rhythm.  The high school bop stuff doesn’t quite move me as much (laughs).

Being in Chicago, did you feel inspired by the classic Chess stuff recorded there?
Well, maybe not so much Chess Records but I tell you what was an influence on me was going to the Checkerboard Lounge all the time because they wouldn’t card us.  I lived like a block from where Bronzeville started.  We would always pile into a Volkswagen Bug or something.  It was about 12 of us.  We would go to the Checkerboard Lounge and see Junior Wells or Lefty Dizz playing.  I really dug it but at the time I didn’t really know how much it was influencing me.  I guess it did.  The attitude and the style rubbed off on me.

Willie Dixon was another influence of yours.
Yeah, his bass playing…just listening to his style.  Unfortunately, I never saw him once which is a shame.  He was right in my back yard.  I grew up in the same neighborhood.  It’s crazy I never saw him when I was younger.  He was and still is a big influence on my playing.

Tell me about how Hi-Style came about.
You know what Hi-Style was, it was a fanzine that my ex-wife had started with another Chicago couple back in ’94.  It was a fanzine but they did it legitimately under a company name.  They came up with Hi-Style as something to kind of describe furniture, architecture and music.  It was the whole culture.  The name of the company was Hi-Style Enterprises.  When it came time for my band, Jimmy
Sutton’s Four Charms to put out a CD, the entity was there.  Her fanzine was not around anymore but we owned the company.  We just said, “why don’t we just do it as Hi-Style”.  It wasn’t a serious thing.  It was just a name to release the CD under.  I did 2 of them.  I did another one with the Del Moroccos.  As soon as I started building a studio in my attic, it was always in my mind that I would put more emphasis in the label when I finished the studio.   It was kind of being inspired by a one man operation in the 50’s like Chess, Sun, Excello.  I wanted the studio almost as if it was 1960 or 1961 and I was going to build a studio in my garage and release 45’s.  It’s what the studio was modeled after.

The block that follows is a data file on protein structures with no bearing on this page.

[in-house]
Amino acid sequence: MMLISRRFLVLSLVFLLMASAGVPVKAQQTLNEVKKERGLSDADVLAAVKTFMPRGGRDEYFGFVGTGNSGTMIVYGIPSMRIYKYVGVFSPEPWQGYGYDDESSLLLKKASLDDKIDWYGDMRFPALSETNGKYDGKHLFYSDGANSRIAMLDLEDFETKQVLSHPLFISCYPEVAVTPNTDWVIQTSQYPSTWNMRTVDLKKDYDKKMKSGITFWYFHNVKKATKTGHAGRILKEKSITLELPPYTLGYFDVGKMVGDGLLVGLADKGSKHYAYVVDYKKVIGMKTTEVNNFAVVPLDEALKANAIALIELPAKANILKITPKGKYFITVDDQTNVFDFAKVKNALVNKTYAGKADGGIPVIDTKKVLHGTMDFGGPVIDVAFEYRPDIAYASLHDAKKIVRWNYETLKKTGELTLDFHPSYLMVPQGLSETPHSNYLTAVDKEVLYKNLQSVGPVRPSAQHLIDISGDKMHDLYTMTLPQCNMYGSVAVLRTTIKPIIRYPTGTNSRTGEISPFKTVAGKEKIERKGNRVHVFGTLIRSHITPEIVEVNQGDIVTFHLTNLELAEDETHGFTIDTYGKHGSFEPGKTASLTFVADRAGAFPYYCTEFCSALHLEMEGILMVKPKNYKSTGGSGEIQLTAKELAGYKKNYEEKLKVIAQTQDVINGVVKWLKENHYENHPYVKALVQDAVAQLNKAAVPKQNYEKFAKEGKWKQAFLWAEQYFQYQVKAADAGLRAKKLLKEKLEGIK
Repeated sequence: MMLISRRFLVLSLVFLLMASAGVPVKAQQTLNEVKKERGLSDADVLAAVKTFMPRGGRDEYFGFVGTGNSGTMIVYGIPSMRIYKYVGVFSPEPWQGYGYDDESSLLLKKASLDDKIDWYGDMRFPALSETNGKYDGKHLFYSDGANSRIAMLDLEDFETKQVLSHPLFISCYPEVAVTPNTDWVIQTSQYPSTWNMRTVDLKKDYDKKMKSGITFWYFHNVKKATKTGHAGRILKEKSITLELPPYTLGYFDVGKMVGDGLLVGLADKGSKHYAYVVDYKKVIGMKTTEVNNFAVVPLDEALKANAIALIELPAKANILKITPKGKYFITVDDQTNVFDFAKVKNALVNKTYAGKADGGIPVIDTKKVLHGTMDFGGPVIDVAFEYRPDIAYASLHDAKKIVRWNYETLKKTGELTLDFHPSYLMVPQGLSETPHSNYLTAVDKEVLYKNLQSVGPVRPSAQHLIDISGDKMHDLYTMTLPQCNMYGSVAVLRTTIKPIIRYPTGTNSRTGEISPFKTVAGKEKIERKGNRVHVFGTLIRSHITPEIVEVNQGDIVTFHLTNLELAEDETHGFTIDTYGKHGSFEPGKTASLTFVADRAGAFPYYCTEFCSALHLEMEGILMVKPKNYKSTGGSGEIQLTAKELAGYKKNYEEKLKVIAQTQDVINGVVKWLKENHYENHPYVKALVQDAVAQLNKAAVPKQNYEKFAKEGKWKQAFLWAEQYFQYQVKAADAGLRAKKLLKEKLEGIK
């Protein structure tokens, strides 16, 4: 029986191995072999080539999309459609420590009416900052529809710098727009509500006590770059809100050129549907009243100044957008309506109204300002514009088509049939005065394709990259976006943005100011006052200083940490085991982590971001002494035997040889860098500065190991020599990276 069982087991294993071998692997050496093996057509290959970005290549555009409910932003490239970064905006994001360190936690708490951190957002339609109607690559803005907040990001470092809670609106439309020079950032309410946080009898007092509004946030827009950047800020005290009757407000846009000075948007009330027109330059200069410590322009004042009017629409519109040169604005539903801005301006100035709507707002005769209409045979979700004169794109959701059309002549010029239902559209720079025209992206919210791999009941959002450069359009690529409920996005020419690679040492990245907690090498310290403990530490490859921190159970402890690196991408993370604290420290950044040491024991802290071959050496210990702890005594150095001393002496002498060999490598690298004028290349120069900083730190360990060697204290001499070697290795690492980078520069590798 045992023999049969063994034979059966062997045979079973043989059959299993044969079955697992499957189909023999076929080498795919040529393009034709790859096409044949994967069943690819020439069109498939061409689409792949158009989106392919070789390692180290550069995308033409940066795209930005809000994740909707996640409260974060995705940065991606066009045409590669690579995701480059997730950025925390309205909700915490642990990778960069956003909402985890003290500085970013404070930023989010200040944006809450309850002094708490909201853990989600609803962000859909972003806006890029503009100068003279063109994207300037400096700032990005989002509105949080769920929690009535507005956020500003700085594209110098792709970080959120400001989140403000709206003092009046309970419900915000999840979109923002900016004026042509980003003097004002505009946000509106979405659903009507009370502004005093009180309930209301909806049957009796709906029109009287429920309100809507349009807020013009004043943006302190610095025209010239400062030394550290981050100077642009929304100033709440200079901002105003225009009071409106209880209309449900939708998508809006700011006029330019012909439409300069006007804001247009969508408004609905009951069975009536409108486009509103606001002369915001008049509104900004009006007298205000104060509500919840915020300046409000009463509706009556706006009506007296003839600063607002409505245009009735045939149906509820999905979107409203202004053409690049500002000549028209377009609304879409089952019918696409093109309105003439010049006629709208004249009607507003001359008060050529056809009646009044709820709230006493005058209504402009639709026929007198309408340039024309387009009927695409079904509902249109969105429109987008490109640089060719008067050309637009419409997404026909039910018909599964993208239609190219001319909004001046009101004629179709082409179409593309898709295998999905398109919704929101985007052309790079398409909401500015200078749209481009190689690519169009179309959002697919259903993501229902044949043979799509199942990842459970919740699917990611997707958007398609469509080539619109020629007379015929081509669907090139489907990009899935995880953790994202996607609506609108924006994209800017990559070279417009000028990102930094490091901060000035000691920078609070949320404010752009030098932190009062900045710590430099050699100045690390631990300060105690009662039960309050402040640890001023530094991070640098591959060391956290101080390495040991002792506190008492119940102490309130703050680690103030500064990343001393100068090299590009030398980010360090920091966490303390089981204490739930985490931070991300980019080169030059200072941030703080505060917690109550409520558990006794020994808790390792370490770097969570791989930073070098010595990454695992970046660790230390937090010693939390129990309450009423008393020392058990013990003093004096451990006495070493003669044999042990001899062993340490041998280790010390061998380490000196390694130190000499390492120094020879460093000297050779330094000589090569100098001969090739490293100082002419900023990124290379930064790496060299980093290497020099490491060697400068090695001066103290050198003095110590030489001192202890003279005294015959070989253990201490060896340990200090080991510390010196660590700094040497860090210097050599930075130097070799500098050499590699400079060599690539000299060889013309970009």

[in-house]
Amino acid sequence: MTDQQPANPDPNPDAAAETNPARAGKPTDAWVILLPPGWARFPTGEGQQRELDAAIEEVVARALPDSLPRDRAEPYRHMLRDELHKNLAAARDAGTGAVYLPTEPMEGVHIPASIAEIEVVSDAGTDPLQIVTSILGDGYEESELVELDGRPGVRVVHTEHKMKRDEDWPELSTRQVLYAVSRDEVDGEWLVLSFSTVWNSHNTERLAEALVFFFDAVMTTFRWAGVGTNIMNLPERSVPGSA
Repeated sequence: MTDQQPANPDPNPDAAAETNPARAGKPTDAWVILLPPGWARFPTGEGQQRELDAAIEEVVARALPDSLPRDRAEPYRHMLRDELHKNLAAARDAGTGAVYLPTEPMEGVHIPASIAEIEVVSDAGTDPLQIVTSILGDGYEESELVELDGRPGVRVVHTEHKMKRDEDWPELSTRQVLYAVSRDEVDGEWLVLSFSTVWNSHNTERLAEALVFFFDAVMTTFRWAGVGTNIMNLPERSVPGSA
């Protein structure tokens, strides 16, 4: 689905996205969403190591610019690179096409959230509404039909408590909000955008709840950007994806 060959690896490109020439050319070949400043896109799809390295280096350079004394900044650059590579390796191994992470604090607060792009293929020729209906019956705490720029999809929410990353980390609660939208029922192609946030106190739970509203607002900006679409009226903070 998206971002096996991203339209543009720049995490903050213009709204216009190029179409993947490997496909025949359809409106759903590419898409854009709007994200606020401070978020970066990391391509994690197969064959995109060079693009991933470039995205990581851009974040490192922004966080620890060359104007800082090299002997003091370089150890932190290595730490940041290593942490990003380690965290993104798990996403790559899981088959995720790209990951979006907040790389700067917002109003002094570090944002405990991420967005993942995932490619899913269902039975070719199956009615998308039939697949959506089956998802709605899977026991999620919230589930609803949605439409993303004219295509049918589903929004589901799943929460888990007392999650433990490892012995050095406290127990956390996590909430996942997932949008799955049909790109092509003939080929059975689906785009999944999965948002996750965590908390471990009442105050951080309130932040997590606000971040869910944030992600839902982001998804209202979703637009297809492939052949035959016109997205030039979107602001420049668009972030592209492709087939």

It was the type of equipment I had acquired back then.

The projects you’ve done really have a vintage warm sound similar to how those labels you mentioned had a uniform “feel” to them.
When I listen to them as a whole, I can definitely see a progression and learning what I wanted out of music and to produce and how to get certain things out of musicians, and how to articulate and put things into a package.  I think with JD McPherson, I finally reached it.  We’re still not satisfied but we’re pretty proud of that album.

I do radio promotions and one of my favorite things to do is just talk with programmers about music they love. It was programmer friend that emailed me about JD in the first place and I was hooked but a little bummed that was just NOW finding out about it.
It was still a bit underground.  The United States is a big country and not everybody is going to find out about it.  When the “North Side Gal” video came out October 18, 2010 that video flew around to a lot of desks in the industry.   A lot of people were sending it to each other saying “man, have you checked this out?”  That was a pretty big surprise and we’re pretty proud of that.

The response to the “North Side Gal” video has been huge!
Both JD and I wanted to create a record that was about everything we dig about old rhythm & blues and black rock & roll but we wanted to create something that was timeless.  We weren’t trying to hard especially lyrically too.  We just didn’t want to lie.  It’s why the video turned out the way it did.  It might have been Hubert Sumlin that said that to me…”just don’t lie”.  I don’t remember what it was in reference to but it stuck with me when he said that.

So you are a touring bass player, record producer and record label guy. Is it hard wearing all those hats?
I tell you the toughest part is the record label guy.  That’s a lot of work.  That’s why you’re not seeing too much on that end.  My eyes are floating around for a partner.  That’s a big hat to wear.  Playing and performing is my #1 love.  I have to be true to that.  I had to wear many hats.  I had to relinquish and gave away many of those which I was happy (laughs).  Now maybe I can get back into putting on those hats once and a while.   I would love to produce some more and put stuff out on Hi-Style.

Do you have any highlights of playing with other artists the past couple of years?
We’ve been asked to do many tours but unfortunately our schedules have never allowed us to.  We’ve been mostly headlining.  We’ve been at festivals with Los Lobos, The Black Crowes and Jimmy Vaughan.  We played right before Jimmy Vaughan in Belgium.  That was pretty fantastic.  Oh, we played right before the Paladins the spring before last at a blues festival in Belgium.  I had a head start there in the Benelux area…Belgium, Netherlands, Luxembourg.  When I put out the record, I only had so much of a budget.  I hired a promotions company to work it out there.  I also